But I raced anyway

I raced a triathlon this past weekend. In the PRO field. I came out of the water last. I never caught up to a single other PRO, short of the one who dropped out. Eight amateurs beat me. And I knew it would all shake out like this before I stepped to the starting line. But I raced anyway. Because after a year off, a year of having only enough energy to stay afloat in #grief, I missed that place in my mind that I can only reach on a race course. 

#lifeafterloss #teampoppy #imvictoria703 

He knows exactly where to begin

The boy on the right is a 6th grader. He arrived in Portland four years ago, straight from a refugee camp, minimal schooling, no English. Within a year or two, he was something of a summer reading champion at the local library. The boy on the left is nine. He’s only just arrived in America. The only other world he knows is that of a refugee camp. He’s learning his alphabet now. And his numbers too. And who better to teach him than another child who knows exactly where to begin.

Saturday morning never felt so warm.


When is the last time you felt alive? 

There’s a story behind this pile of #Cuban hot dogs. It’s kind of long. But it’s very important.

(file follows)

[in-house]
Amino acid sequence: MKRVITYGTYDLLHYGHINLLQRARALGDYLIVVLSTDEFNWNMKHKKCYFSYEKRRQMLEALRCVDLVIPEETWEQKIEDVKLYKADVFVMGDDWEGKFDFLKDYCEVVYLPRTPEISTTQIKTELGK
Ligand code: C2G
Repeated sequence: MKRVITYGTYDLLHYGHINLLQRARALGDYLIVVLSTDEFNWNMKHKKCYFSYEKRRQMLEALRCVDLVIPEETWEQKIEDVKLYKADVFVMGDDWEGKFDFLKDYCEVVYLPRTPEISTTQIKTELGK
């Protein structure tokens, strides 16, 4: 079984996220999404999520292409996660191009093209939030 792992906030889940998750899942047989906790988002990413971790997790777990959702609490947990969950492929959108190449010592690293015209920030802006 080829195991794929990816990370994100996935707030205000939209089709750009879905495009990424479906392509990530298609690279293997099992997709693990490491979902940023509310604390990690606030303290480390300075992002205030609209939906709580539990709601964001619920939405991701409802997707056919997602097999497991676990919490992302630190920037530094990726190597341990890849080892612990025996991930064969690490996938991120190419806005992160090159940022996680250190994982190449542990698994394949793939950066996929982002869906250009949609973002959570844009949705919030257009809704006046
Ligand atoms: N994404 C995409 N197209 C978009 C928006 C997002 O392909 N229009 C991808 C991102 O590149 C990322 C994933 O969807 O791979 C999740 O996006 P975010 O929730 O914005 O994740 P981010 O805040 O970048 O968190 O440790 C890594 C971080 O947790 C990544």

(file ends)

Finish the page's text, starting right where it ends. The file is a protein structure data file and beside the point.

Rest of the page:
A thousand miles away, under a foreign sun, I hold my own culture up to the light. I reexamine the parts of my day that I live on #autopilot. I determine if I want to renew contracts with old habits. I can’t do that from within my own borders, borders of country and borders of being. And that’s one of the main reasons I travel.

When I prepared for my trip to Cuba, my friend told me to bring #snacks. Cuba doesn’t really do snacks, she told me. I laughed to myself. I’ve lived in rural Nepal. Even they had imported packages of cookies and crackers.

But she was right. Even once I found a grocery store, which took a good while, there were no snacks. In fact, there was hardly any food. There was, however, a pile of hot dogs, the arrangement of which fascinated me so much that I took this picture. And then felt a strong hand grab my arm, pull me to the side of the empty aisle, and point to a sign that had a camera with a line through it. No photography. I apologized. For some reason, he didn’t make me delete the photo.